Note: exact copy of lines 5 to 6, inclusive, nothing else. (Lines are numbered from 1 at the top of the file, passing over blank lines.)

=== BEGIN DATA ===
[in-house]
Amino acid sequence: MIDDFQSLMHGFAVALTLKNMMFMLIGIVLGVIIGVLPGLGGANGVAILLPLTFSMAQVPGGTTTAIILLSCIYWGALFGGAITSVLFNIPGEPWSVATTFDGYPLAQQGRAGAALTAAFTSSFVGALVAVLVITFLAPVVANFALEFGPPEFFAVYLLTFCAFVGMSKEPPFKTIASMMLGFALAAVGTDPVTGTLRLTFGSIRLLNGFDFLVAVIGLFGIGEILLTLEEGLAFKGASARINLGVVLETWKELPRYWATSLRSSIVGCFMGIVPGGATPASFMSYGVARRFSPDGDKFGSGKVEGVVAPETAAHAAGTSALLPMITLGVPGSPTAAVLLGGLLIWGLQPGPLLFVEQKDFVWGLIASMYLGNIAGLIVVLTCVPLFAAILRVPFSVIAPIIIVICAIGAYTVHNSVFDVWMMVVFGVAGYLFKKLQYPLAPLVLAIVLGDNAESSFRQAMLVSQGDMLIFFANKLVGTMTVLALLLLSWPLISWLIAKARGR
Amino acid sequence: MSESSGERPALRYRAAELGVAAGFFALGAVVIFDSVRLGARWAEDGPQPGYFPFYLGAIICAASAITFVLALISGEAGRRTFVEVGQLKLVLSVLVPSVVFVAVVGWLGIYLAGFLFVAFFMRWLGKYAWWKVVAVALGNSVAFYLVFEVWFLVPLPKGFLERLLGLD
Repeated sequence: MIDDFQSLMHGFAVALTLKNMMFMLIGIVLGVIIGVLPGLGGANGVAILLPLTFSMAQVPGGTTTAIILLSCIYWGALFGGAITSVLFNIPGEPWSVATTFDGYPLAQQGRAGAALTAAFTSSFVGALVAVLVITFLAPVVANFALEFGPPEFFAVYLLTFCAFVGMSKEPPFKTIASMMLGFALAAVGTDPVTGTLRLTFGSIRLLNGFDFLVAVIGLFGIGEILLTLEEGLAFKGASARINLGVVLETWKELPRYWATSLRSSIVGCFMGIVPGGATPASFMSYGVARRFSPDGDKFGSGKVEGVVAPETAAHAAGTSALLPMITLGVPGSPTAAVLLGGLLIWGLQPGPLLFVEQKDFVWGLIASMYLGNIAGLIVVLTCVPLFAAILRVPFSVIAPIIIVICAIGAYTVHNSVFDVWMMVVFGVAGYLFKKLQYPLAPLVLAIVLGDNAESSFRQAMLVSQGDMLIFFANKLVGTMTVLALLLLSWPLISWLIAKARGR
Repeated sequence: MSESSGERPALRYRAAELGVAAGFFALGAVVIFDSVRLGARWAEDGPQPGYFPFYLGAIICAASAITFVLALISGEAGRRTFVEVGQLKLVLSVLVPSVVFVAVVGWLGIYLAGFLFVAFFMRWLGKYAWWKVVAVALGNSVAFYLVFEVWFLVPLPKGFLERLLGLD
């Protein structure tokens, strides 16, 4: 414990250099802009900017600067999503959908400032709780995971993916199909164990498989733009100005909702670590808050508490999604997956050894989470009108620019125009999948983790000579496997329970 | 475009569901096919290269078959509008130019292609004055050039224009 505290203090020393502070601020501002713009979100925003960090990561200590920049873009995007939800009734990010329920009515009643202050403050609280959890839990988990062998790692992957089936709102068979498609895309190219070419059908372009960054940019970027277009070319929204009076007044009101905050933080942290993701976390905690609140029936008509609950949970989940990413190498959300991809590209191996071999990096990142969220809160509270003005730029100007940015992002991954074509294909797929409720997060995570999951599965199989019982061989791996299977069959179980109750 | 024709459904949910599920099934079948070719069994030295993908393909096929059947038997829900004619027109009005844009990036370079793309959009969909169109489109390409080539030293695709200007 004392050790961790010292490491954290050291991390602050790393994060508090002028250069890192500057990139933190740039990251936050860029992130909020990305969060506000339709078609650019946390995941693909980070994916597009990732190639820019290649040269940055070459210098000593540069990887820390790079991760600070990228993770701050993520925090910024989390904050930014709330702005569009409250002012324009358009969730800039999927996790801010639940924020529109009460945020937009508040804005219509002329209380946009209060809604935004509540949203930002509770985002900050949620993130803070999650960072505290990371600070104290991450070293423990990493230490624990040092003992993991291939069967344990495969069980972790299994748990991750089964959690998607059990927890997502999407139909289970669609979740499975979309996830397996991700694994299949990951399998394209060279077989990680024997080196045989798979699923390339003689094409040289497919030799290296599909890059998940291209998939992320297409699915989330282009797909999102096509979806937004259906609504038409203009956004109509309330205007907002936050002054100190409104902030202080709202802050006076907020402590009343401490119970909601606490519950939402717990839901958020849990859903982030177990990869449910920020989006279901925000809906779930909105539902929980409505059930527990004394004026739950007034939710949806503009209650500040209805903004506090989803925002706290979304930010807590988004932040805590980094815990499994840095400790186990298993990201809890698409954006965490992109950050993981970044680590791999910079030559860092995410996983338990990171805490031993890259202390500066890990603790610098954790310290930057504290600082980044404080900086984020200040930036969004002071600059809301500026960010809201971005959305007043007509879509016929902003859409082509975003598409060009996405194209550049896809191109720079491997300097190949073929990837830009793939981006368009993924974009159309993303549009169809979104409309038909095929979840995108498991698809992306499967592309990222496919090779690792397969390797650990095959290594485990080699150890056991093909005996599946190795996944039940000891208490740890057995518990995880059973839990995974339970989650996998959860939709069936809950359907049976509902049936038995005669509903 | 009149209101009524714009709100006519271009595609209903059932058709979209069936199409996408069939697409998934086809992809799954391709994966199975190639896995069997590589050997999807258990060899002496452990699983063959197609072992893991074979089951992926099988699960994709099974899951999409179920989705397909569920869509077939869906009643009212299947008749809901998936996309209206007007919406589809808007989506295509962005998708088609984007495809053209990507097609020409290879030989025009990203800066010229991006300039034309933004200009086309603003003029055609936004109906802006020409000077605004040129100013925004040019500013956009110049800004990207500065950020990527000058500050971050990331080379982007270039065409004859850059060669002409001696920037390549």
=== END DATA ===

Repeated sequence: MSESSGERPALRYRAAELGVAAGFFALGAVVIFDSVRLGARWAEDGPQPGYFPFYLGAIICAASAITFVLALISGEAGRRTFVEVGQLKLVLSVLVPSVVFVAVVGWLGIYLAGFLFVAFFMRWLGKYAWWKVVAVALGNSVAFYLVFEVWFLVPLPKGFLERLLGLD
């Protein structure tokens, strides 16, 4: 414990250099802009900017600067999503959908400032709780995971993916199909164990498989733009100005909702670590808050508490999604997956050894989470009108620019125009999948983790000579496997329970 | 475009569901096919290269078959509008130019292609004055050039224009 505290203090020393502070601020501002713009979100925003960090990561200590920049873009995007939800009734990010329920009515009643202050403050609280959890839990988990062998790692992957089936709102068979498609895309190219070419059908372009960054940019970027277009070319929204009076007044009101905050933080942290993701976390905690609140029936008509609950949970989940990413190498959300991809590209191996071999990096990142969220809160509270003005730029100007940015992002991954074509294909797929409720997060995570999951599965199989019982061989791996299977069959179980109750 | 024709459904949910599920099934079948070719069994030295993908393909096929059947038997829900004619027109009005844009990036370079793309959009969909169109489109390409080539030293695709200007 004392050790961790010292490491954290050291991390602050790393994060508090002028250069890192500057990139933190740039990251936050860029992130909020990305969060506000339709078609650019946390995941693909980070994916597009990732190639820019290649040269940055070459210098000593540069990887820390790079991760600070990228993770701050993520925090910024989390904050930014709330702005569009409250002012324009358009969730800039999927996790801010639940924020529109009460945020937009508040804005219509002329209380946009209060809604935004509540949203930002509770985002900050949620993130803070999650960072505290990371600070104290991450070293423990990493230490624990040092003992993991291939069967344990495969069980972790299994748990991750089964959690998607059990927890997502999407139909289970669609979740499975979309996830397996991700694994299949990951399998394209060279077989990680024997080196045989798979699923390339003689094409040289497919030799290296599909890059998940291209998939992320297409699915989330282009797909999102096509979806937004259906609504038409203009956004109509309330205007907002936050002054100190409104902030202080709202802050006076907020402590009343401490119970909601606490519950939402717990839901958020849990859903982030177990990869449910920020989006279901925000809906779930909105539902929980409505059930527990004394004026739950007034939710949806503009209650500040209805903004506090989803925002706290979304930010807590988004932040805590980094815990499994840095400790186990298993990201809890698409954006965490992109950050993981970044680590791999910079030559860092995410996983338990990171805490031993890259202390500066890990603790610098954790310290930057504290600082980044404080900086984020200040930036969004002071600059809301500026960010809201971005959305007043007509879509016929902003859409082509975003598409060009996405194209550049896809191109720079491997300097190949073929990837830009793939981006368009993924974009159309993303549009169809979104409309038909095929979840995108498991698809992306499967592309990222496919090779690792397969390797650990095959290594485990080699150890056991093909005996599946190795996944039940000891208490740890057995518990995880059973839990995974339970989650996998959860939709069936809950359907049976509902049936038995005669509903 | 009149209101009524714009709100006519271009595609209903059932058709979209069936199409996408069939697409998934086809992809799954391709994966199975190639896995069997590589050997999807258990060899002496452990699983063959197609072992893991074979089951992926099988699960994709099974899951999409179920989705397909569920869509077939869906009643009212299947008749809901998936996309209206007007919406589809808007989506295509962005998708088609984007495809053209990507097609020409290879030989025009990203800066010229991006300039034309933004200009086309603003003029055609936004109906802006020409000077605004040129100013925004040019500013956009110049800004990207500065950020990527000058500050971050990331080379982007270039065409004859850059060669002409001696920037390549």